“Less is more . . .”
I knew what the pastor meant in his words to me at a conference that I spoke at recently. He was talking about having worship be simpler, more direct. But, as I pointed out to him, he misspoke.
A movement in the church is a desire to return it to its primordial mode of Acts 2. The background research is excellent, and I think that its model closely portrays the early Christian church. In view of the Simple Church movement, where does the act of worship fall?
Simple? Maybe. . . Less? Never.
Throughout scripture we see the act of worship as an extravagant act. The first time worship is ever mentioned is in the book of Genesis. Abraham and Isaac are to ascend Mt. Moriah, and Abraham told his men, “I and the boy will go on and give worship and come back again to you.” Gen 22:5 (BBE). Abraham then with an unimaginable heaviness strode up the mountain with his son for a supreme sacrifice. But God would provide the ram; making God, in the fourteenth verse, Jehovah-Jireh – The LORD will provide. Extravagant worship is often given at great sacrifice.
One cannot possibly point at passages in 2 Chronicles 5, 2 Chronicles 29 or the complexity and subtlety of the God to man relationship spoke of in the entire book of Psalms, and say that worship isn’t extravagant.
However extravagant worship is, it also is a simple act.
It was one week to the day before the crucifixion was to take place. Jesus and his followers went to a home in Bethany. It was a domicile in which the Lord took great comfort. The smells greeted the weary Savior warmly as Martha, ever busy, prepared the dinner. Situated on the eastern slope of the Mount of Olives, Jesus probably couldn’t clearly see Jerusalem, only 2 miles to the West because of the summit of the mountain. But He knew what awaited Him there. He knew that He was probably in the last calm and safe moment before the ‘storm’ of what we know now as Holy Week. There, to His followers, he was explaining how He had come to die. Common opinion is that they all simply didn’t get it, except for maybe one.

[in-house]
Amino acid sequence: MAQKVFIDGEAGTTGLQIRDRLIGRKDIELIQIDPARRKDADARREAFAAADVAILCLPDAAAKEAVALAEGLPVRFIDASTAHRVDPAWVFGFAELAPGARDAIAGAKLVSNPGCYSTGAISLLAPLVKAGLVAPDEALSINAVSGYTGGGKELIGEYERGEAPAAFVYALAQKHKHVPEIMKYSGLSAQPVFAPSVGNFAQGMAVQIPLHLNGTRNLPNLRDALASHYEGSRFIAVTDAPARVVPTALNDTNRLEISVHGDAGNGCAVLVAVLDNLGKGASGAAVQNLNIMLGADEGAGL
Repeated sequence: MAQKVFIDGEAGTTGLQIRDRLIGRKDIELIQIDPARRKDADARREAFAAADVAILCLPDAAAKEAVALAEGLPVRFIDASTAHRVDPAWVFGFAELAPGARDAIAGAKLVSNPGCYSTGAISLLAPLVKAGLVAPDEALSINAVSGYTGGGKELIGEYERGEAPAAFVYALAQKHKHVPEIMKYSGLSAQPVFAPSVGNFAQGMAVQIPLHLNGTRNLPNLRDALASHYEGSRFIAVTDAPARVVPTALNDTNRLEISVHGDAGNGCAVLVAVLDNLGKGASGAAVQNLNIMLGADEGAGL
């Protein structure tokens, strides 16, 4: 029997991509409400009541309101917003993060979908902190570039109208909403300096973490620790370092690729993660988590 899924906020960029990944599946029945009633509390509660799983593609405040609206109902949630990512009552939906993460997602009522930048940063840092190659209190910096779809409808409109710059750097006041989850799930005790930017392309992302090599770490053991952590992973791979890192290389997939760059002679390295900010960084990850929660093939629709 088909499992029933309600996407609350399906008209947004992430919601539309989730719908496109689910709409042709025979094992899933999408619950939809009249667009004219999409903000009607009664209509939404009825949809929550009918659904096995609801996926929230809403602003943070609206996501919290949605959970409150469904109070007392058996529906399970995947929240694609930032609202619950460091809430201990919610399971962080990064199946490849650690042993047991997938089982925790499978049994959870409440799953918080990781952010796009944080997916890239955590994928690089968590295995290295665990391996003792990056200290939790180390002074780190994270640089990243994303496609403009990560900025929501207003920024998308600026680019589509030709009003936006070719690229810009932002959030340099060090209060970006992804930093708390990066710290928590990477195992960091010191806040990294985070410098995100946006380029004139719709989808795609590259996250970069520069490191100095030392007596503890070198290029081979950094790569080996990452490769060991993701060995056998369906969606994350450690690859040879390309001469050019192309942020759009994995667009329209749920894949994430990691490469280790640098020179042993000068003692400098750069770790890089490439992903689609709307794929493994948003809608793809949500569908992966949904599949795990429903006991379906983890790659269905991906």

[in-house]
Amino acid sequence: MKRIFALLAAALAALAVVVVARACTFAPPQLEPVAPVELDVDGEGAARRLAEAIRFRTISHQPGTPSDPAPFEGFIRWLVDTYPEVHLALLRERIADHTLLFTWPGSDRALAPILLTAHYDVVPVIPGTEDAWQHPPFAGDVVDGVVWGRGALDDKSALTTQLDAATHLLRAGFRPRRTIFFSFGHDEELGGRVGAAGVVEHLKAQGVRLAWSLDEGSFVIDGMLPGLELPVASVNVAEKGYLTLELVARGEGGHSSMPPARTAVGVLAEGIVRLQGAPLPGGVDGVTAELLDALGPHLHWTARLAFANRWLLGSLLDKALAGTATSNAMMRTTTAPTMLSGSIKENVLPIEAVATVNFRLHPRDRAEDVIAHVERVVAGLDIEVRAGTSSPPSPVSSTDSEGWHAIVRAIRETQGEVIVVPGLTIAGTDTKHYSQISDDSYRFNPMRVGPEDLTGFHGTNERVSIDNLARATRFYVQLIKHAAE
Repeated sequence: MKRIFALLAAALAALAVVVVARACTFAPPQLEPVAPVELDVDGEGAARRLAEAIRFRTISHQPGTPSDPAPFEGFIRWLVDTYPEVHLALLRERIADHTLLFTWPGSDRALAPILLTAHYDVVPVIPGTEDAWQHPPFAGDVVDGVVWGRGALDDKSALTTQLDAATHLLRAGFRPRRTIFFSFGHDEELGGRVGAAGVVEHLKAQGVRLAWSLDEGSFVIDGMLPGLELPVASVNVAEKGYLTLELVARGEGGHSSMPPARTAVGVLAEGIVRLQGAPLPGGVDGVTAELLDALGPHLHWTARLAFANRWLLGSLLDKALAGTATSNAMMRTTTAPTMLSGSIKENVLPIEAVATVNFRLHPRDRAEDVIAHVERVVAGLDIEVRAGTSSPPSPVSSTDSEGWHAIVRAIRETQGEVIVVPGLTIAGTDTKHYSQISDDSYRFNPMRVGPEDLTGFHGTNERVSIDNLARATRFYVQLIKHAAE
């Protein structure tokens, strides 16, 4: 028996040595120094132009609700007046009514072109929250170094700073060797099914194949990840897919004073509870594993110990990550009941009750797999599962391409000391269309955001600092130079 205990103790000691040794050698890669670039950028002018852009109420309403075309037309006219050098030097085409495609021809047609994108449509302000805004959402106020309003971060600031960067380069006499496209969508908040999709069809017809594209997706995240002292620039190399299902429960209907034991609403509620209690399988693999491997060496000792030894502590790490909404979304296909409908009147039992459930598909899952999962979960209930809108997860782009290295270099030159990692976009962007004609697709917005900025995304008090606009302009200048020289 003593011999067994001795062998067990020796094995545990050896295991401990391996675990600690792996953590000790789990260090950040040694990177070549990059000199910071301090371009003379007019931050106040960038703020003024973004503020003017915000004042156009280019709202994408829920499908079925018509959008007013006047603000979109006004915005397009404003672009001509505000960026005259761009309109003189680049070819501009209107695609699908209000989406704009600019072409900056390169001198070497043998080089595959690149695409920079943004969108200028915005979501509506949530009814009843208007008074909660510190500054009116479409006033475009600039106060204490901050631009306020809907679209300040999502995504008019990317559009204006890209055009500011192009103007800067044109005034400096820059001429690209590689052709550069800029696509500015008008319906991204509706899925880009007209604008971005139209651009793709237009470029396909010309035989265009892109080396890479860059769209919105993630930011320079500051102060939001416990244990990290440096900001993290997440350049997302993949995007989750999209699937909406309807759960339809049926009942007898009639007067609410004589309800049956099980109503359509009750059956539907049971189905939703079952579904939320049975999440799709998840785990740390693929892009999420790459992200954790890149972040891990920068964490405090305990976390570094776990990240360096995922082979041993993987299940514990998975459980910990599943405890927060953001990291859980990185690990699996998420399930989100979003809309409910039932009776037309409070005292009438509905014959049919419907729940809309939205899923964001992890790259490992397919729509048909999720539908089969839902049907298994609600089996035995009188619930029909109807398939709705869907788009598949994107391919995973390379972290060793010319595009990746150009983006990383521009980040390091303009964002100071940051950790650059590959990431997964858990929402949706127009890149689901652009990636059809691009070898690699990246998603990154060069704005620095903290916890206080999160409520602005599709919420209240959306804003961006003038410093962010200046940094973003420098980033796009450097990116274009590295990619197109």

Mary, always the worshipful one, may have seen in His eyes the weariness that the others did not detect. The worshipper approached the Teacher with perfume, saved for anointing the head, and anointed His feet then wiped them with her hair. In the Books, Matthew and Mark, this ‘undignified’ act of worship immediately preceded Judas’s betrayal of the Lord. Witnessing extravagant worship polarizes those who have ulterior motives.
In the 66 times ‘worship’ is mentioned in the New Testament. 60 of those times it is a transliteration of the Greek word, proskyneo. This means literally, “a dog licking his master’s hand.” Mary shows us such a vivid expression of this translation in this wonderful and uncomfortable act. Extravagant worship in the presence of God can be anything but comfortable.
We were created to fellowship with God. So it is not a stretch to say that Mary’s worship comforted God. Isn’t it incredible to think that our worship could delight our God this much? Jesus doubtlessly needed comfort. He was on earth, God in flesh to do a mission that was gruesome and terminal. One wonders if upon the cross, as the harsh wind blew over his punctured feet, for comfort Jesus was reminded of sweet Mary, comforting Him just days earlier, with the smell of sweet perfume filling the room. Extravagant worship involves many senses.
In this Easter season, I urge you, worshipper, to not be consumed so much by your own needs in your time of personal and corporate worship – but think instead of the desires that our God has as He heartily anticipates our worship, our fragrant, costly, sometimes uncomfortable, extravagant worship.
Have an extravagant Easter season.